Abstract 13373: Specific Genotype Predicts Phenotype and Survival in Familial Transthyretin Cardiomyopathy
More than 100 transthyretin (TTR) mutations are identified which cause familial systemic amyloidosis. Frequency of specific variants differs by geographic location and ethnicity. Reports of cardiac involvement and outcome have been limited by small case numbers due to low prevalence.
Hypothesis: TTR variants differ by cardiac phenotype and survival.
Methods: 386 subjects who underwent genotyping for TTR variants and echocardiography were identified by retrospective review of medical records at our institution. Of these, 197 had TTR variants previously associated with familial systemic amyloidosis and were subgrouped by genotype for comparison.
Results: The 3 largest genotype subgroups included T60A (n=66), V30M (n=42) and V122I (n=21). Remaining subjects (n=68) were distributed amongst 35 different genotypes and excluded from analysis. At mean follow up 3.0±2.8 years there were 63 deaths. Subjects with V122I genotype were older at presentation (p=0.04), and more often had edema (p<0.001) and dyspnea (p<0.001). Septal (p=0.003) and posterior wall thickness (p=0.001), left ventricular (LV) mass index (p=0.003), and right ventricular (RV) systolic pressure (p=0.01) were greater in V122I group and LVEF lower (p<0.001). By echocardiography, V30M TTR variant subjects had least severe cardiac disease and best survival, while V122I had most severe disease and worst survival (Figure; p=0.005).The association of genotype with mortality persisted after adjustment for age, sex, septal and posterior wall thickness, and LVEF. This association was attenuated by RV systolic pressure and LV mass index.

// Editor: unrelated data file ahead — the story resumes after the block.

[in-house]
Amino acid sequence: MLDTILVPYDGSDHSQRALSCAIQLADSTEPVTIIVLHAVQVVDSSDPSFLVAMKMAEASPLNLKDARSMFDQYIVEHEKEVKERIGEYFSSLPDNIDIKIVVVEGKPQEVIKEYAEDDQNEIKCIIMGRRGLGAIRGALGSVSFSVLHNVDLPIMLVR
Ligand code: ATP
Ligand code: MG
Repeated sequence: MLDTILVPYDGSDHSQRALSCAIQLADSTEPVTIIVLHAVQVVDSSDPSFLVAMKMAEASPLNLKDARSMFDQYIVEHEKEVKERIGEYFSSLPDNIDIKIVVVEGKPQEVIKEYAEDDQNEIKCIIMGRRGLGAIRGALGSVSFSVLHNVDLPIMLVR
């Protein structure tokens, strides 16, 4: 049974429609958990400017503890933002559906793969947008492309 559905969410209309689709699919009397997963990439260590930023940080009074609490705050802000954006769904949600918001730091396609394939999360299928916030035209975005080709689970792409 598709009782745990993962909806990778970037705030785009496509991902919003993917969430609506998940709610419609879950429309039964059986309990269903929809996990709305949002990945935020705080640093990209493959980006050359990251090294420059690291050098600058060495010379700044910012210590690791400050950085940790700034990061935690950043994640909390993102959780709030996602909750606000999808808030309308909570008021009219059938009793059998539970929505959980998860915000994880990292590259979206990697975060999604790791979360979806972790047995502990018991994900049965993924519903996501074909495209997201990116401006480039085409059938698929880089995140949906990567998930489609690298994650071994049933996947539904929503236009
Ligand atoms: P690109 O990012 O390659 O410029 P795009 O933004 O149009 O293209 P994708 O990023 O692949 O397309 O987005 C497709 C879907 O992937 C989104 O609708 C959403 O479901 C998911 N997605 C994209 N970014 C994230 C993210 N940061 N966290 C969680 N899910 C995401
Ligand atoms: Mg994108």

Conclusion: For familial TTR amyloid cardiomyopathy, specific genotype predicts both severity of phenotypic expression as measured by echocardiography and survival. These results suggest routine clinical genotyping of TTR variants may improve risk prediction, and tailor treatment by identification of patients at highest risk of adverse outcomes.
- © 2011 by American Heart Association, Inc.